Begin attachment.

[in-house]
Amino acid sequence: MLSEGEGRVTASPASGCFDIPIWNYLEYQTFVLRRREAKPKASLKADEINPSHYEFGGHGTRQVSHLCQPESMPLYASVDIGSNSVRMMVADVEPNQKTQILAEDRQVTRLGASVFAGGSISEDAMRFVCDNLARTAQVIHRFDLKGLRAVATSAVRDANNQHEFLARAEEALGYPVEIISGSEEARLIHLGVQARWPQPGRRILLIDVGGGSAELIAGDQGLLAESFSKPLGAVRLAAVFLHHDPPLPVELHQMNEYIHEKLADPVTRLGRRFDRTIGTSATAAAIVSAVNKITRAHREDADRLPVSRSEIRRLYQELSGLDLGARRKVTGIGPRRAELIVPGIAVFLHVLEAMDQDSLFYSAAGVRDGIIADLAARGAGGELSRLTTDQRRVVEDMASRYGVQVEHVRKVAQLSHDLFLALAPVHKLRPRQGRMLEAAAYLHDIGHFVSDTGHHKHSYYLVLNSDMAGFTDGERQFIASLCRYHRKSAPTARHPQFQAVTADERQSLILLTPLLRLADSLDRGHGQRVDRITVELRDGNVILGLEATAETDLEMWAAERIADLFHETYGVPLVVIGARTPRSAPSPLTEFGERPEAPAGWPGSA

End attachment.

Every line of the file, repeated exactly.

[in-house]
Amino acid sequence: MLSEGEGRVTASPASGCFDIPIWNYLEYQTFVLRRREAKPKASLKADEINPSHYEFGGHGTRQVSHLCQPESMPLYASVDIGSNSVRMMVADVEPNQKTQILAEDRQVTRLGASVFAGGSISEDAMRFVCDNLARTAQVIHRFDLKGLRAVATSAVRDANNQHEFLARAEEALGYPVEIISGSEEARLIHLGVQARWPQPGRRILLIDVGGGSAELIAGDQGLLAESFSKPLGAVRLAAVFLHHDPPLPVELHQMNEYIHEKLADPVTRLGRRFDRTIGTSATAAAIVSAVNKITRAHREDADRLPVSRSEIRRLYQELSGLDLGARRKVTGIGPRRAELIVPGIAVFLHVLEAMDQDSLFYSAAGVRDGIIADLAARGAGGELSRLTTDQRRVVEDMASRYGVQVEHVRKVAQLSHDLFLALAPVHKLRPRQGRMLEAAAYLHDIGHFVSDTGHHKHSYYLVLNSDMAGFTDGERQFIASLCRYHRKSAPTARHPQFQAVTADERQSLILLTPLLRLADSLDRGHGQRVDRITVELRDGNVILGLEATAETDLEMWAAERIADLFHETYGVPLVVIGARTPRSAPSPLTEFGERPEAPAGWPGSA